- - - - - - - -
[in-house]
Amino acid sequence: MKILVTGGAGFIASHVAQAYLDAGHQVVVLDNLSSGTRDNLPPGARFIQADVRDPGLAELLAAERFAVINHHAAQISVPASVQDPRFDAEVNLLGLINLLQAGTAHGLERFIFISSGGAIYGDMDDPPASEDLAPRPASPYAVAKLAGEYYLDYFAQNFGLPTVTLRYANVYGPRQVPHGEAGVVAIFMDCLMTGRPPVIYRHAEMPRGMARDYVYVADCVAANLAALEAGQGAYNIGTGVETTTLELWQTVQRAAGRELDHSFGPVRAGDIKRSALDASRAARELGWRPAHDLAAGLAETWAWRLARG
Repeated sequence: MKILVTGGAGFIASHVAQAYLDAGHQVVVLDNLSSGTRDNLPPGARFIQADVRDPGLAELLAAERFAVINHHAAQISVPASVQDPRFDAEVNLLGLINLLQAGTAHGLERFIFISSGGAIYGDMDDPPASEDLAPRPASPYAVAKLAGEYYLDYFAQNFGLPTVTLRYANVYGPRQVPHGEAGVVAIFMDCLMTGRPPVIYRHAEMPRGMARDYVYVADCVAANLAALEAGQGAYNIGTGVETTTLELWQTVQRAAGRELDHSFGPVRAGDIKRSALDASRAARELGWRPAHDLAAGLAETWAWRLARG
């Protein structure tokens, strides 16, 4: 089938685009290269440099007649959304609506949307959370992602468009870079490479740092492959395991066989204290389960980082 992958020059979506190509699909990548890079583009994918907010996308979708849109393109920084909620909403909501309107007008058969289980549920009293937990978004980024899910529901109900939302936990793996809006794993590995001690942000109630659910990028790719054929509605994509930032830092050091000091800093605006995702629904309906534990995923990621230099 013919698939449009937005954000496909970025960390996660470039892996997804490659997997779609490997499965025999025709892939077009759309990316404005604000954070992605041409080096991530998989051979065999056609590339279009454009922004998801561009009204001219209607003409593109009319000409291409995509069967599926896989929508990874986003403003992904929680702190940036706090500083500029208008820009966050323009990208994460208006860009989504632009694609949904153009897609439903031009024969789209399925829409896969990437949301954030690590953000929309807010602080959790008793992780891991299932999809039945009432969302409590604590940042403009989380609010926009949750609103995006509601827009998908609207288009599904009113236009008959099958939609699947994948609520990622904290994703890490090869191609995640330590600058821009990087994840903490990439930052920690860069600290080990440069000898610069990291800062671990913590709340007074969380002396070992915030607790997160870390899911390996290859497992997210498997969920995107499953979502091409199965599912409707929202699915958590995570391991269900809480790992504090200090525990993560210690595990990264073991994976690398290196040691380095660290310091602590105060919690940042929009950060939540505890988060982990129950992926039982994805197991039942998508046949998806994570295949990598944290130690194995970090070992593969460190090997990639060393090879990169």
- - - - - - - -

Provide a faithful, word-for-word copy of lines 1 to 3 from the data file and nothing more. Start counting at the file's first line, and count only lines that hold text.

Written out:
[in-house]
Amino acid sequence: MKILVTGGAGFIASHVAQAYLDAGHQVVVLDNLSSGTRDNLPPGARFIQADVRDPGLAELLAAERFAVINHHAAQISVPASVQDPRFDAEVNLLGLINLLQAGTAHGLERFIFISSGGAIYGDMDDPPASEDLAPRPASPYAVAKLAGEYYLDYFAQNFGLPTVTLRYANVYGPRQVPHGEAGVVAIFMDCLMTGRPPVIYRHAEMPRGMARDYVYVADCVAANLAALEAGQGAYNIGTGVETTTLELWQTVQRAAGRELDHSFGPVRAGDIKRSALDASRAARELGWRPAHDLAAGLAETWAWRLARG
Repeated sequence: MKILVTGGAGFIASHVAQAYLDAGHQVVVLDNLSSGTRDNLPPGARFIQADVRDPGLAELLAAERFAVINHHAAQISVPASVQDPRFDAEVNLLGLINLLQAGTAHGLERFIFISSGGAIYGDMDDPPASEDLAPRPASPYAVAKLAGEYYLDYFAQNFGLPTVTLRYANVYGPRQVPHGEAGVVAIFMDCLMTGRPPVIYRHAEMPRGMARDYVYVADCVAANLAALEAGQGAYNIGTGVETTTLELWQTVQRAAGRELDHSFGPVRAGDIKRSALDASRAARELGWRPAHDLAAGLAETWAWRLARG